Thanks to its twin lens and sensor arrangement, Fujifilm’s FinePix REAL 3D W1 makes taking 3D images easier than ever before, so perhaps it is time to capture the third dimension
Build and handling
Fuji’s W1 is considerably smaller and neater than 35mm 3D offerings such as this Kodak Stereo Camera, which captures 23x24mm images.
As it is effectively two cameras in one, it is hardly surprising that the FinePix REAL 3D W1 is a little bulkier than some other ten-million-pixel digital compact cameras. It can be slipped into a coat pocket, but care is needed to ensure that the lens cover, which slides down to power-up the camera, remains over the optics.
The back of the W1 looks and feels more like a portable games console than a camera. Its buttons are of the rounded, rocker-switch type and they take a little getting used to, with some double-pressing being necessary during the first few minutes of using the camera.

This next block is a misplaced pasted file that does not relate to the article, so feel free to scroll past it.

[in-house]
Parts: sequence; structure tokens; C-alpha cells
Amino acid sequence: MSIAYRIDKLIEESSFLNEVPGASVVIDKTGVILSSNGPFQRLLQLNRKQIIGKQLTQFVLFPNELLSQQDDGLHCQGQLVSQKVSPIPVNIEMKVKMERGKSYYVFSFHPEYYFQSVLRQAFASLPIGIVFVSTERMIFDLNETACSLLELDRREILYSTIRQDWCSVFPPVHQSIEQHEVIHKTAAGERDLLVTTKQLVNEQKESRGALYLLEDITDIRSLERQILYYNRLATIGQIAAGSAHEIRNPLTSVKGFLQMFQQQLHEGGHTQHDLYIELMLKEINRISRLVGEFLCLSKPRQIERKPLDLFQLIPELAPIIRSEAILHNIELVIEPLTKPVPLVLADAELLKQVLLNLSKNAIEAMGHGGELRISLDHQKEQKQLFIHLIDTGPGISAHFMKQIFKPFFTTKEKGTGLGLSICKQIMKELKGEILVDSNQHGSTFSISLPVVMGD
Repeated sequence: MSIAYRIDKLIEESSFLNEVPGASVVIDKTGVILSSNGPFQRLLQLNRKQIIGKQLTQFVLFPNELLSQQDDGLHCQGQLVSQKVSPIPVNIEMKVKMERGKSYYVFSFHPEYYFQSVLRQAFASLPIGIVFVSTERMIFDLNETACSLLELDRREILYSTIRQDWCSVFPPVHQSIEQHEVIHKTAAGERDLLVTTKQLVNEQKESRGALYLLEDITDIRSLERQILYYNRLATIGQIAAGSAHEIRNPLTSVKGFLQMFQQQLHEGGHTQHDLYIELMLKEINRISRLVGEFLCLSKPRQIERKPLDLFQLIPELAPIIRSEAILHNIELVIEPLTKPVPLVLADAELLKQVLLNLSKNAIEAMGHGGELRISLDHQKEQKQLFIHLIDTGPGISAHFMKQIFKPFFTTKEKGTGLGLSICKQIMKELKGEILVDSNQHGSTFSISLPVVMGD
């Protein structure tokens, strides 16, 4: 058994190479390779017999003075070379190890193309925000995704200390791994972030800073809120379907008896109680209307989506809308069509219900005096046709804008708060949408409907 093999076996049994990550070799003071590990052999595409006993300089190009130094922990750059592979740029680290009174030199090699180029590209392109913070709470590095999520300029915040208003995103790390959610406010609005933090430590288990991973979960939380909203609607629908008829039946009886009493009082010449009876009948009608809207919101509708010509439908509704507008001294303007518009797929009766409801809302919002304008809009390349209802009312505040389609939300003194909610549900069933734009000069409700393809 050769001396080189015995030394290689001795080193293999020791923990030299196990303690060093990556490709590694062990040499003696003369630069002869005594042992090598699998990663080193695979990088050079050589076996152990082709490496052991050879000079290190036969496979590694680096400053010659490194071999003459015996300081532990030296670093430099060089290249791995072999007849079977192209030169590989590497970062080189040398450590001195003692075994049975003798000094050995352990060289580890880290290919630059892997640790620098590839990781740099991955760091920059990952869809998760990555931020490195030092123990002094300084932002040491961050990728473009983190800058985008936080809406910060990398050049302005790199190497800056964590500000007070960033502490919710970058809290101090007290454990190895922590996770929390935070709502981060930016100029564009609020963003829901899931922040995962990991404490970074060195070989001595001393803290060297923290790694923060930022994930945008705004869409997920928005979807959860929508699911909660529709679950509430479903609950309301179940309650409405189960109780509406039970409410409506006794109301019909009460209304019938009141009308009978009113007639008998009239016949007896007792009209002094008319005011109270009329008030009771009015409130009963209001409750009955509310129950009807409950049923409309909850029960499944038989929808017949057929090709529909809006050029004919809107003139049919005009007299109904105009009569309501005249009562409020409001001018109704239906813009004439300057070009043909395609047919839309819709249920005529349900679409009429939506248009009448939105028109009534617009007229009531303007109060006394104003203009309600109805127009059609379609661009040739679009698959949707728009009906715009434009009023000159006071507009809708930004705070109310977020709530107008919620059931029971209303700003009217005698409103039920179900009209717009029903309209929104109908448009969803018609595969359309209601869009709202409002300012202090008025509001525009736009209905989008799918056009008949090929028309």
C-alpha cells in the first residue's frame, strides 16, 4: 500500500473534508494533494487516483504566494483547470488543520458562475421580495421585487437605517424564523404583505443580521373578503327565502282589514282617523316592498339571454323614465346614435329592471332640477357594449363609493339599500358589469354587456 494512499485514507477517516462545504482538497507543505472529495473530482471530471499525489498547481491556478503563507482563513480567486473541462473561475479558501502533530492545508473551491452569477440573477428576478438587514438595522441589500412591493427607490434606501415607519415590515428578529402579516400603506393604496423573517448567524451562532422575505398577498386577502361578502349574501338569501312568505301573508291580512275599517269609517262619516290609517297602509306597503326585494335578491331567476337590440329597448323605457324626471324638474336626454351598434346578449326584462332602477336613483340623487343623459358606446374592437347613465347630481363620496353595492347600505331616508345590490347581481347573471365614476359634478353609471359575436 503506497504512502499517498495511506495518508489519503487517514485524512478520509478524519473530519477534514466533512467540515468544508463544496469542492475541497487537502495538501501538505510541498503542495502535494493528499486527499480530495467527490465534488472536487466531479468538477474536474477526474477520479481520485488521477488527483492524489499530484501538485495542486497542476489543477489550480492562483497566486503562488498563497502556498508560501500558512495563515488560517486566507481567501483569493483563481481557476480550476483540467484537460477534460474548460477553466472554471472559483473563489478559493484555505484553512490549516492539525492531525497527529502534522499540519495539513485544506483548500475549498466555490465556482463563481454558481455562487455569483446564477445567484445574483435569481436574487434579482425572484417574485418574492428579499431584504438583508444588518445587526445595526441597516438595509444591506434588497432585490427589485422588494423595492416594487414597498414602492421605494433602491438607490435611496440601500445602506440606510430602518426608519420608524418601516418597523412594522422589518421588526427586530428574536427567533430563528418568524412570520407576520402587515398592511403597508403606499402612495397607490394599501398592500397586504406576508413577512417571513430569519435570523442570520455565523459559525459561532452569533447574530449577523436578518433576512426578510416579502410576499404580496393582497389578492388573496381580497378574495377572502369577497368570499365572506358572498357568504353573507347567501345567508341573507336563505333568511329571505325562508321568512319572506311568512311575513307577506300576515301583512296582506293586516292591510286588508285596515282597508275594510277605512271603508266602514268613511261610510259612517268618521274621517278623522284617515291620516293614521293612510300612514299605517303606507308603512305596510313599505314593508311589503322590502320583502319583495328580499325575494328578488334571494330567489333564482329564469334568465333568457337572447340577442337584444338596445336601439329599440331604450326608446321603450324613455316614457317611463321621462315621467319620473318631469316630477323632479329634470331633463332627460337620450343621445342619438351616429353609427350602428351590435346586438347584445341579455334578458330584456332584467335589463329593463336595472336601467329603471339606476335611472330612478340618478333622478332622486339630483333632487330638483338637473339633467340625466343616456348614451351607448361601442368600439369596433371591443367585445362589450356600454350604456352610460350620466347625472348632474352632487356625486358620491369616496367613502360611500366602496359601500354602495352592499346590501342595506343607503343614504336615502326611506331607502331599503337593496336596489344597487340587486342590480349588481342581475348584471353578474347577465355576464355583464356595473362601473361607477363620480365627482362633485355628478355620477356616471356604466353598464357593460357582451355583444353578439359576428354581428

There are also a few handling quirks that I would like to see resolved. Adjusting the exposure in manual or aperture priority mode, for example, involves pressing the Function (F) button to bring up the function menu and then selecting the bottom option before exposure settings can be changed using the navigation controls. It seems a rather lengthy process for such a basic function. The menu system could also be better organised by associating set-up sections more closely with the shooting menu.
My main bugbear with the W1’s handling is that its screen suffers badly from reflections, and when shooting outside, even in overcast conditions, it can be hard to see the subject. In bright light the screen becomes an effective mirror. Although it is usually possible to compose an image, manual parallax adjustment is impossible as it relies on being able to align two faint pictures on the screen.